A library that wraps the Node.js crypto functions to create random floats and bounded integers with ease.
Warning: I am not a cryptographer, or any sort of random number expert. An audit would be greatly appreciated.
Version 3.0 of this module brings a new API and very different performance characteristics for integers; however it also removes bias which existed in older versions of this module.
To install the module for use in your projects:
npm install random-lib
var rand =var opts =min: 1max: 10num: 10// get 10 random integers, between 1 and 10rand// or, with promisesrand// or synchronouslyvar results = randconsole // [ 2, 1, 3, 8, 9, 7, 2, 4, 4, 7 ]
Options are accepted, but are different if you're asking for floats or integers.
Options are passed via an object; what's shown below are the defaults, and nothing is required.
// for integers; what's shown are the defaults.var options =num: 10 // number of ints to receivemin: 0 // minimum bound (inclusive)max: NumberMAX_SAFE_INT // maximum bound (exclusive),unique: false // receive only unique ints; only supported when asyncrand//for floats; what's shown are the defaults.var options =num: 10 // number of floats to receiveunique: false // receive only unique floats; only supported when asyncrand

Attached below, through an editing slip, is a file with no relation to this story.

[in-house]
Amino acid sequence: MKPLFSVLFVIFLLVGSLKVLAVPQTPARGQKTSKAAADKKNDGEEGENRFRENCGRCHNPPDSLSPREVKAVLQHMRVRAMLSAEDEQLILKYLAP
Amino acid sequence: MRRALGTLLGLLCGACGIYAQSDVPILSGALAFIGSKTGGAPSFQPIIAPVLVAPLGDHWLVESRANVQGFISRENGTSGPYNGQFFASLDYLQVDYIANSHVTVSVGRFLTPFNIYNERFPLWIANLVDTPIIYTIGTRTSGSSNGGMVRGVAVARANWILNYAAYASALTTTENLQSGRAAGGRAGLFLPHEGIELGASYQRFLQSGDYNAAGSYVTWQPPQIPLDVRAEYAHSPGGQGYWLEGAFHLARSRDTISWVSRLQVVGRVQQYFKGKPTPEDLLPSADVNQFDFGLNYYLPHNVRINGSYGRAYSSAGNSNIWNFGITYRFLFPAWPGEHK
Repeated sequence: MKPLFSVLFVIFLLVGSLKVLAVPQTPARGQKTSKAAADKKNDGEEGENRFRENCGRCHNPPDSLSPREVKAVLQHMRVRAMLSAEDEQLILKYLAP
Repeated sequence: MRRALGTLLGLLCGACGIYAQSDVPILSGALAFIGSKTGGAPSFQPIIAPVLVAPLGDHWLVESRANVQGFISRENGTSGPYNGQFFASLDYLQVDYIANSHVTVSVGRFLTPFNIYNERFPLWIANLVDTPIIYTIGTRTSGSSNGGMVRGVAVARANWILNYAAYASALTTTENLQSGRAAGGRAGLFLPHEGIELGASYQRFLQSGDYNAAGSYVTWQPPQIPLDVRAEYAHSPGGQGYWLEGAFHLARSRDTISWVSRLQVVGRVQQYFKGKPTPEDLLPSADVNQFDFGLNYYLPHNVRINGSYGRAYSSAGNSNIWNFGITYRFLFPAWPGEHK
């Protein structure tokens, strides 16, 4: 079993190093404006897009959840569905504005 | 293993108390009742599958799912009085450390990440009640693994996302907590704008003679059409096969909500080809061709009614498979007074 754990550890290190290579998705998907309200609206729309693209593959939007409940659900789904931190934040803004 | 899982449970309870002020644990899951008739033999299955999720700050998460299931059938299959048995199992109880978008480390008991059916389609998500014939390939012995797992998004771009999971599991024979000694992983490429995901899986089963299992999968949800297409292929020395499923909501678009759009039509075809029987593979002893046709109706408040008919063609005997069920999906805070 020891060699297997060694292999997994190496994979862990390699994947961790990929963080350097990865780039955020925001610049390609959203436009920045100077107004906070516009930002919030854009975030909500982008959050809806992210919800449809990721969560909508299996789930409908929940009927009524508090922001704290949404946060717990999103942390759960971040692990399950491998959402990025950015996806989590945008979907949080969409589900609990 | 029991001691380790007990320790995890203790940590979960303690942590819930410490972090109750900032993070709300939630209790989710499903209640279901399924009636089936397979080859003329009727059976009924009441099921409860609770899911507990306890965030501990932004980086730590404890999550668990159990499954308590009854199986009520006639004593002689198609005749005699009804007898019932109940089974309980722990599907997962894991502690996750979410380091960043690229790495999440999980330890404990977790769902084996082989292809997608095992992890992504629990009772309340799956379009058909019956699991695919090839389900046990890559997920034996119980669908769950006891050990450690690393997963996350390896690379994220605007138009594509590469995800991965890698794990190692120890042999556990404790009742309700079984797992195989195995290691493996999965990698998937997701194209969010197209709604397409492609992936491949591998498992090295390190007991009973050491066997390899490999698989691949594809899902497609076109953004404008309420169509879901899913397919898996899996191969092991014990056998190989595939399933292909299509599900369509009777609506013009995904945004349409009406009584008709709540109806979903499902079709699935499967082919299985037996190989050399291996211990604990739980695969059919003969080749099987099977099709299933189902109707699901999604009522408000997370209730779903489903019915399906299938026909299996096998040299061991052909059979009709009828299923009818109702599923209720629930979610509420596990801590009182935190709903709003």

When calling any function, omitting a callback will cause the function to return a Promise.
ints([options], [callback (err, results)]): number
Get an array of random integers.
int([options], [callback (err, result)]): number
Convenience function to get a single random integer.
floats([options], [callback (err, results)]): number
Get an array of random floats between 0 and 1.
float([options], [callback (err, results)]): number
Convenience function to get a single random float between 0 and 1.
Synchronous methods take the same options as their async counterparts, except
unique option which is not supported while synchronous.
- Using the synchronous interface calls crypto.randomBytes synchronously; please be sure to read the documentation for your Node.js version to understand the performance implications.
Feel free to send pull requests! I'm not picky, but would like the following:
- Write tests for any new features, and do not break existing tests.
- Follow existing code style.
- Be sure to point out any changes that break API.
- Do not bump package.json
versionor add new dependencies without discussing in an issue first.
See CHANGELOG for details.
MIT. See LICENSE for details.